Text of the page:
What is talent? Talent literally means: A natural aptitude or skill. Natural? You have heard of talent, seen talent, and may have been told that you even have talent. Talent is all over the media and is overly hyped by everyone; whether with sports, movies, at work, in music, or even in your traditional school talent show. According to Geoff Colvin the author of “Talent is Overrated” he believes that ‘natural’ talent is all a myth. These specific ‘natural’ abilities don’t even explain or measure up to great performance. High achievement isn’t reserved for those few with ‘natural’ ability or talent, it is available to us all who are able to reach that stance of success. Initially, talent comes from the desire and hard work to achieve something that you want.
According to Colvin, “Mozart was merely a human performer with human motivations, not a demigod propelled solely by the divine spark.” (Colvin, page 48) Mozart wrote sheet music just as any other human musician; he constantly revised and edited his work to where it was good enough for him. This was nearly perfection. Mozart worked hard and had been through 18 years of extremely hard, expert training. Mozart’s work clearly demonstrates that the harder you work at a skill based off of your talent; the better you get at it.
This proves that hard work is obviously crucial. No matter how much ‘natural’ ability anyone has for something, they will not achieve a high level of skill; without putting in the time and effort to improve that based on only itself. For example, Mozart was a phenomenal musician and everyone was sure that he had been born with a gift due to him composing his own music at the age of 5 is unimaginable. The man behind this so-called ‘inherited talent’ was his father Leopold Mozart was a German composer, conductor, teacher, and violinist.
Leopold is best known today as the father and teacher Of his son Wolfgang Mozart. Mozart was a cheat! He used other composer’s music and put them all together changing the pitch and rearrangement of different notes to create his own ‘masterpiece’. This my friend, is called plagiarism: “Using another person’s words, but changing some of them, or rearranging them.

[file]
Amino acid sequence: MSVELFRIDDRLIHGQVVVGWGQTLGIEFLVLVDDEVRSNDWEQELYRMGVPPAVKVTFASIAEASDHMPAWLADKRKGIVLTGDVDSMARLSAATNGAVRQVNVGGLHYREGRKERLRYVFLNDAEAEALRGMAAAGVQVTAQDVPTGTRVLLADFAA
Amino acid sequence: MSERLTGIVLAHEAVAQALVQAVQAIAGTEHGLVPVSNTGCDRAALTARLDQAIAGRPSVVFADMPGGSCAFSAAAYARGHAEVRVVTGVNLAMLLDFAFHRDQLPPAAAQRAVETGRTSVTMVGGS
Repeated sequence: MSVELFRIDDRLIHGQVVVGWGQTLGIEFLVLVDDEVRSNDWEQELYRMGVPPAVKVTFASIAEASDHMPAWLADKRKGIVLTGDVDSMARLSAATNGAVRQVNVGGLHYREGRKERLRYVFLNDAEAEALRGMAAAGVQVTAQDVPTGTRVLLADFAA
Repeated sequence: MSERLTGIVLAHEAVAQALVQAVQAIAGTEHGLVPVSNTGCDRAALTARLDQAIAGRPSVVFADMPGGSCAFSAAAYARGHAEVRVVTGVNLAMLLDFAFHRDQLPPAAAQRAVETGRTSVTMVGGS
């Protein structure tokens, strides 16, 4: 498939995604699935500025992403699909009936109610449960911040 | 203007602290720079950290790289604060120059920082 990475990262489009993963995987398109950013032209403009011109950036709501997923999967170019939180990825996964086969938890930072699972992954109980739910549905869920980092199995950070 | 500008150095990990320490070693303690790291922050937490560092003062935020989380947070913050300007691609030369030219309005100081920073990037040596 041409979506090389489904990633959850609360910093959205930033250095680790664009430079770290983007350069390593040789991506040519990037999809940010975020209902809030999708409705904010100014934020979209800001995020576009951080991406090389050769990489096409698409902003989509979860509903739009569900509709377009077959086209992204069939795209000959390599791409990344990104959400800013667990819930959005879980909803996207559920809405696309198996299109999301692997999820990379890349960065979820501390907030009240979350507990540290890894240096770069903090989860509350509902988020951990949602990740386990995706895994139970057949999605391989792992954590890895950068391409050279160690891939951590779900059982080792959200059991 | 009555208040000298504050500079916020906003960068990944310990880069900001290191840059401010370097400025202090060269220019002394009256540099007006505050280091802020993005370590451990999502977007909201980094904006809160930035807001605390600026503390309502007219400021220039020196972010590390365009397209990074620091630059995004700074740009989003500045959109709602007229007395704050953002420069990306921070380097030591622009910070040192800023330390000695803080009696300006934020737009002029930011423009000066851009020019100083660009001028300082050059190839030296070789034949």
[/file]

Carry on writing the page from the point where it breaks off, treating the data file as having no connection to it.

This is plagiarism even if the source is cited.” (“Can You Use Someone Else’s Work?”, 2017) This gives an explanation to why Mozart was so outstanding and successful. Mozart was just like any other great performer (such as: Ludwig van Beethoven and Johann Sebastian Bach) he didn’t create music perfectly that fitted the approval of himself and his fans, Mozart constantly revised and edited his work to go above and beyond any other musician. The difference between ‘natural’ talent and skill is that Mozart actually wanted it; he wanted to be the best and prove to others that he was, so he was able to achieve that high stance and name as being the greatest classical musical/composer to ever live. On top of that, The thing that all ‘talented’ people have in common is the drive to succeed, determination, social and familial support, and the fact that they are products of the social conditions of their time (such as mozart). What makes hard work really hard isn’t even the work itself. It’s everything else that you take on when you make the decision to work hard toward your goals or to build-up your strengths and weaknesses. It’s the brutally honest self-evaluation (assessing yourself); the tough personal sacrifices and the uncertainty of whether or not you will make it.